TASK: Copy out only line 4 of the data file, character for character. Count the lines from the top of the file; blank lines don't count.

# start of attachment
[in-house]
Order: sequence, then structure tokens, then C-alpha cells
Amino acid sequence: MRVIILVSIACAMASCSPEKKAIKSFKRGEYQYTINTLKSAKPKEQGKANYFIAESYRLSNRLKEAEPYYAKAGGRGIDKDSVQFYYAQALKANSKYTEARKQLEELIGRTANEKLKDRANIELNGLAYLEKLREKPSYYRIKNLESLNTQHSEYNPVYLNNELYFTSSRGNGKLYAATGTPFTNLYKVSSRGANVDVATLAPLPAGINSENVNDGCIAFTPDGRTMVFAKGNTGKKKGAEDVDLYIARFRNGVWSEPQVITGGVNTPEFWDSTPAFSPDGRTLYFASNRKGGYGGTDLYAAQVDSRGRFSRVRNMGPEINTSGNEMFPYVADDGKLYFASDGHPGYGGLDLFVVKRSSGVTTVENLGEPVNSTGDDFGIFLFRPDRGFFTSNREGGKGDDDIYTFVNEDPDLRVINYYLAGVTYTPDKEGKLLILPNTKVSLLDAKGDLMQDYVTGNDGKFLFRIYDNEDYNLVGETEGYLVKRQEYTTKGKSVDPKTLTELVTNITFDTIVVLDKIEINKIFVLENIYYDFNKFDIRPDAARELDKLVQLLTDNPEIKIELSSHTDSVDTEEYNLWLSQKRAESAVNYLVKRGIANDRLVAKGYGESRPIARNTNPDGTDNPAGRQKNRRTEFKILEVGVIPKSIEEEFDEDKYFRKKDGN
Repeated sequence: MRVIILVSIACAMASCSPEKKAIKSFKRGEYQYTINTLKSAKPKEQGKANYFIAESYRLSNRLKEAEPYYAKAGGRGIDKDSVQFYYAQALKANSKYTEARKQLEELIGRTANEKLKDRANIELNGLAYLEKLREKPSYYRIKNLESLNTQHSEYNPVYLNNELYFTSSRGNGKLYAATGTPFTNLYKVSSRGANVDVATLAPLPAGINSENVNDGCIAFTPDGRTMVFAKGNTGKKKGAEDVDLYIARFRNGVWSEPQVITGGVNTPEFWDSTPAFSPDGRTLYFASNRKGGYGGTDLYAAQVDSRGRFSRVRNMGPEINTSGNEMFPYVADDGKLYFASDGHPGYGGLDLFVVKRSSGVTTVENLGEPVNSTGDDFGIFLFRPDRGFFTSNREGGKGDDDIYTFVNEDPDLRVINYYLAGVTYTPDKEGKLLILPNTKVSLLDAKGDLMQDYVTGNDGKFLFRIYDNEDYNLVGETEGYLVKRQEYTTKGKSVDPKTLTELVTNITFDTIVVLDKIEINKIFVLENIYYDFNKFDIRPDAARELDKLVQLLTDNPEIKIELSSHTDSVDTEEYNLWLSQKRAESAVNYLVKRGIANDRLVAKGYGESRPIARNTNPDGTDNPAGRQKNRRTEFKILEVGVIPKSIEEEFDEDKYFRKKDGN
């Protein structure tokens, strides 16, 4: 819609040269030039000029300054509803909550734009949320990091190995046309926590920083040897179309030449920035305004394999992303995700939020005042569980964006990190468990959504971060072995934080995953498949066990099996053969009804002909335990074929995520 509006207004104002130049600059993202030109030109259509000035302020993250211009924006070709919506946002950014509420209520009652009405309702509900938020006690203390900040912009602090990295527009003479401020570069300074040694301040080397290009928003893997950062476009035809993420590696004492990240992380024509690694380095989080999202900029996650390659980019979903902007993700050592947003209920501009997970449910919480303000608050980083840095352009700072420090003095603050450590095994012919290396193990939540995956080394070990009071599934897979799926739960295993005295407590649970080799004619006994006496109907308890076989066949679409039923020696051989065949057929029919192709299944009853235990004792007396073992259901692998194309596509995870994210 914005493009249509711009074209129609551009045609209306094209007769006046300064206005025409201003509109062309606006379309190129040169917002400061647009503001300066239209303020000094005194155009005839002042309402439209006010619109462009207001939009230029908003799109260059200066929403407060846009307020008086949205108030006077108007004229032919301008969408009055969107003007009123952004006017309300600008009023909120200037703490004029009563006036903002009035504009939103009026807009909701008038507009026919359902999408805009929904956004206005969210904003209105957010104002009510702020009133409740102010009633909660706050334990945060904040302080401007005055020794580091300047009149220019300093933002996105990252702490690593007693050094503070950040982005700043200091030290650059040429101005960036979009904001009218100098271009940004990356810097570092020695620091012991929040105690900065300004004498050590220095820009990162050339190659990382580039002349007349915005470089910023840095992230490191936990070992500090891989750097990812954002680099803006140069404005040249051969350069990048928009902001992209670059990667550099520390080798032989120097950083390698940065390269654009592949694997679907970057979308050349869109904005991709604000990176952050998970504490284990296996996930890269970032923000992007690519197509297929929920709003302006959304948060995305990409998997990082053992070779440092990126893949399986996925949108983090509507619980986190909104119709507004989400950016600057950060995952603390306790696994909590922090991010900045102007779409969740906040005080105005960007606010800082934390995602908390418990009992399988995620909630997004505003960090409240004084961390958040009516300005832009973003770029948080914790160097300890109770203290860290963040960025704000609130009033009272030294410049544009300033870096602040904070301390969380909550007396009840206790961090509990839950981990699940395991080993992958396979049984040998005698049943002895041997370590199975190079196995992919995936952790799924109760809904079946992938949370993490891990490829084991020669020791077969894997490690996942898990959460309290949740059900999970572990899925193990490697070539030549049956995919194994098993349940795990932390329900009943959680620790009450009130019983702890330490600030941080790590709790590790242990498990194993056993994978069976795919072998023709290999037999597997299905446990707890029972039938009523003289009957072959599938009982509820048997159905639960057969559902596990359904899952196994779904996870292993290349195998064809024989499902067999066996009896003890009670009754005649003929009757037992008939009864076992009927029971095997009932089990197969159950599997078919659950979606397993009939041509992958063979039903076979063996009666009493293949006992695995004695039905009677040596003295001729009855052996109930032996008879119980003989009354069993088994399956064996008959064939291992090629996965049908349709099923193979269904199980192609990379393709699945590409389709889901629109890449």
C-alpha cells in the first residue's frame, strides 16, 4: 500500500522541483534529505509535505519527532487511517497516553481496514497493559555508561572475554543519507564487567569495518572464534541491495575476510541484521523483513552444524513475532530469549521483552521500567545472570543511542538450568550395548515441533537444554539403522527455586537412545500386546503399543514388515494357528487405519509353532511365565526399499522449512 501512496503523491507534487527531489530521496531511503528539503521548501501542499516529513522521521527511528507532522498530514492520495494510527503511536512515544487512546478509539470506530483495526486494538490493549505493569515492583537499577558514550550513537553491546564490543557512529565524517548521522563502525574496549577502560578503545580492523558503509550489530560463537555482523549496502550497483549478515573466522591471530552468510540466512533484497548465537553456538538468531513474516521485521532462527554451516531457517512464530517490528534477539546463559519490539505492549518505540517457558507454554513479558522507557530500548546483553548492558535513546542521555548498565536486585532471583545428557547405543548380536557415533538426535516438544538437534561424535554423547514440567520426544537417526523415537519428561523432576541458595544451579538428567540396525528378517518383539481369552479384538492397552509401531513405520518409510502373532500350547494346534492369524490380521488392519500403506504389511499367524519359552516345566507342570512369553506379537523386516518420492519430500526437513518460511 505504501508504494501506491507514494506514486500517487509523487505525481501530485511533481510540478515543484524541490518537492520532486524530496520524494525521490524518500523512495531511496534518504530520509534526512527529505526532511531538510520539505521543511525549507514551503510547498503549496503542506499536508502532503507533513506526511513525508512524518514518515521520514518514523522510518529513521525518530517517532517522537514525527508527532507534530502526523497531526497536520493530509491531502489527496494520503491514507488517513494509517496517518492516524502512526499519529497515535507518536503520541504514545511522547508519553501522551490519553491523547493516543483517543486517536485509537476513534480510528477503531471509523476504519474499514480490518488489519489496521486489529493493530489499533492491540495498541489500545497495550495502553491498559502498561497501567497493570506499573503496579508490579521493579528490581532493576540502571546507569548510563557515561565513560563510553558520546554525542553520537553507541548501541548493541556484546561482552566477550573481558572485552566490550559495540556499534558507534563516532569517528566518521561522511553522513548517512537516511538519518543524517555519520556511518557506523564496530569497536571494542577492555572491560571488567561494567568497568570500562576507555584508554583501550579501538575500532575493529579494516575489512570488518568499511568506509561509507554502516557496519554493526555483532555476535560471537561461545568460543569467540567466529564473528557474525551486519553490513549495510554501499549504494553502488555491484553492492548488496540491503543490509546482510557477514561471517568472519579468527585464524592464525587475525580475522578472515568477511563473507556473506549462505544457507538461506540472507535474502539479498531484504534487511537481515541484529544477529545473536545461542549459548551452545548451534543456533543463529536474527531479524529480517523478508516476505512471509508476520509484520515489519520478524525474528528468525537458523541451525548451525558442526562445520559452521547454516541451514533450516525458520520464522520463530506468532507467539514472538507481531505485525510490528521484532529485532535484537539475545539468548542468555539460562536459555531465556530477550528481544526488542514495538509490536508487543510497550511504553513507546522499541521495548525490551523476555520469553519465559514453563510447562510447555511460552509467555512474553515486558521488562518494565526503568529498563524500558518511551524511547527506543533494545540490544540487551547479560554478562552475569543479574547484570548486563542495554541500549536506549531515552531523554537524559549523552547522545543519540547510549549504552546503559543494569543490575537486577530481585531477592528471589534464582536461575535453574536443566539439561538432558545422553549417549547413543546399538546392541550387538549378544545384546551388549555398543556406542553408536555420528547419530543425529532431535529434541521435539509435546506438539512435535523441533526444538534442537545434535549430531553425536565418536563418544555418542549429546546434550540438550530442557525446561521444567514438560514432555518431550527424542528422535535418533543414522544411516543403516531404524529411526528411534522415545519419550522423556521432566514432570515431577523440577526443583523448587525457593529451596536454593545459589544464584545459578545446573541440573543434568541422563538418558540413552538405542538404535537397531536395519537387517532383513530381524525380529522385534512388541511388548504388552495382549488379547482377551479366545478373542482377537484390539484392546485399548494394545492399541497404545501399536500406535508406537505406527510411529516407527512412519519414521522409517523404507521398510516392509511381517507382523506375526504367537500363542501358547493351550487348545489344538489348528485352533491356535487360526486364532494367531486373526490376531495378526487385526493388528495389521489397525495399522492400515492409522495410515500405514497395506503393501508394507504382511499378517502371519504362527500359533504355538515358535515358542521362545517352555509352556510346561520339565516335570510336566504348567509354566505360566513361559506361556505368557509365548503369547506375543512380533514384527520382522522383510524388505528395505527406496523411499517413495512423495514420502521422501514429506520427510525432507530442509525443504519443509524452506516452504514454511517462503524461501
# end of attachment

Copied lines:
Repeated sequence: MRVIILVSIACAMASCSPEKKAIKSFKRGEYQYTINTLKSAKPKEQGKANYFIAESYRLSNRLKEAEPYYAKAGGRGIDKDSVQFYYAQALKANSKYTEARKQLEELIGRTANEKLKDRANIELNGLAYLEKLREKPSYYRIKNLESLNTQHSEYNPVYLNNELYFTSSRGNGKLYAATGTPFTNLYKVSSRGANVDVATLAPLPAGINSENVNDGCIAFTPDGRTMVFAKGNTGKKKGAEDVDLYIARFRNGVWSEPQVITGGVNTPEFWDSTPAFSPDGRTLYFASNRKGGYGGTDLYAAQVDSRGRFSRVRNMGPEINTSGNEMFPYVADDGKLYFASDGHPGYGGLDLFVVKRSSGVTTVENLGEPVNSTGDDFGIFLFRPDRGFFTSNREGGKGDDDIYTFVNEDPDLRVINYYLAGVTYTPDKEGKLLILPNTKVSLLDAKGDLMQDYVTGNDGKFLFRIYDNEDYNLVGETEGYLVKRQEYTTKGKSVDPKTLTELVTNITFDTIVVLDKIEINKIFVLENIYYDFNKFDIRPDAARELDKLVQLLTDNPEIKIELSSHTDSVDTEEYNLWLSQKRAESAVNYLVKRGIANDRLVAKGYGESRPIARNTNPDGTDNPAGRQKNRRTEFKILEVGVIPKSIEEEFDEDKYFRKKDGN